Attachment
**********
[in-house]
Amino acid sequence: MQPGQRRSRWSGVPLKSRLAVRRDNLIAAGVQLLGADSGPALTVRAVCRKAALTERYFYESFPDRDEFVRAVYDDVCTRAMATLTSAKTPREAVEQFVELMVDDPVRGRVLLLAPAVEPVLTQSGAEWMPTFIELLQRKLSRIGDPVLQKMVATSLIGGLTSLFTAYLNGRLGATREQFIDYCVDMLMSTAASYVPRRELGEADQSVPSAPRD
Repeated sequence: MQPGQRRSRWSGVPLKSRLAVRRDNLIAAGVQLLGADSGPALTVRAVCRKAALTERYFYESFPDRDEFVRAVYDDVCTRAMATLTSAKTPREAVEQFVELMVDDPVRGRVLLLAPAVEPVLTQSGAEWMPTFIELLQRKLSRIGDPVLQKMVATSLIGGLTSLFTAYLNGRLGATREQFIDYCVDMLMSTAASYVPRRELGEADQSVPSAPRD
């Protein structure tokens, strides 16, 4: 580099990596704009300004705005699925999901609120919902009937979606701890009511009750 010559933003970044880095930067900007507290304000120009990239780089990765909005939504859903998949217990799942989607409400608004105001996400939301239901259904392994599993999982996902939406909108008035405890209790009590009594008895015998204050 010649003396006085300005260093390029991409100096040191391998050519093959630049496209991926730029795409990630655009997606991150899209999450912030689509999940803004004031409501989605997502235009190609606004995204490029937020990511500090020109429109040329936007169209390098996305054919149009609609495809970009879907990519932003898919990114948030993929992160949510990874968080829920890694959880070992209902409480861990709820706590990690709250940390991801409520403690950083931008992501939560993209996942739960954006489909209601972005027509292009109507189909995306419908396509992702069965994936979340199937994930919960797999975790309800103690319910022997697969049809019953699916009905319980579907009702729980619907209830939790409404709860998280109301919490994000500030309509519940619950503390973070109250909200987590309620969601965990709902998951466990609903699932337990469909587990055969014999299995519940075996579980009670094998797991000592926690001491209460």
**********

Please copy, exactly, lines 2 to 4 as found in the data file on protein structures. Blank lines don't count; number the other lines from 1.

Amino acid sequence: MQPGQRRSRWSGVPLKSRLAVRRDNLIAAGVQLLGADSGPALTVRAVCRKAALTERYFYESFPDRDEFVRAVYDDVCTRAMATLTSAKTPREAVEQFVELMVDDPVRGRVLLLAPAVEPVLTQSGAEWMPTFIELLQRKLSRIGDPVLQKMVATSLIGGLTSLFTAYLNGRLGATREQFIDYCVDMLMSTAASYVPRRELGEADQSVPSAPRD
Repeated sequence: MQPGQRRSRWSGVPLKSRLAVRRDNLIAAGVQLLGADSGPALTVRAVCRKAALTERYFYESFPDRDEFVRAVYDDVCTRAMATLTSAKTPREAVEQFVELMVDDPVRGRVLLLAPAVEPVLTQSGAEWMPTFIELLQRKLSRIGDPVLQKMVATSLIGGLTSLFTAYLNGRLGATREQFIDYCVDMLMSTAASYVPRRELGEADQSVPSAPRD
């Protein structure tokens, strides 16, 4: 580099990596704009300004705005699925999901609120919902009937979606701890009511009750 010559933003970044880095930067900007507290304000120009990239780089990765909005939504859903998949217990799942989607409400608004105001996400939301239901259904392994599993999982996902939406909108008035405890209790009590009594008895015998204050 010649003396006085300005260093390029991409100096040191391998050519093959630049496209991926730029795409990630655009997606991150899209999450912030689509999940803004004031409501989605997502235009190609606004995204490029937020990511500090020109429109040329936007169209390098996305054919149009609609495809970009879907990519932003898919990114948030993929992160949510990874968080829920890694959880070992209902409480861990709820706590990690709250940390991801409520403690950083931008992501939560993209996942739960954006489909209601972005027509292009109507189909995306419908396509992702069965994936979340199937994930919960797999975790309800103690319910022997697969049809019953699916009905319980579907009702729980619907209830939790409404709860998280109301919490994000500030309509519940619950503390973070109250909200987590309620969601965990709902998951466990609903699932337990469909587990055969014999299995519940075996579980009670094998797991000592926690001491209460």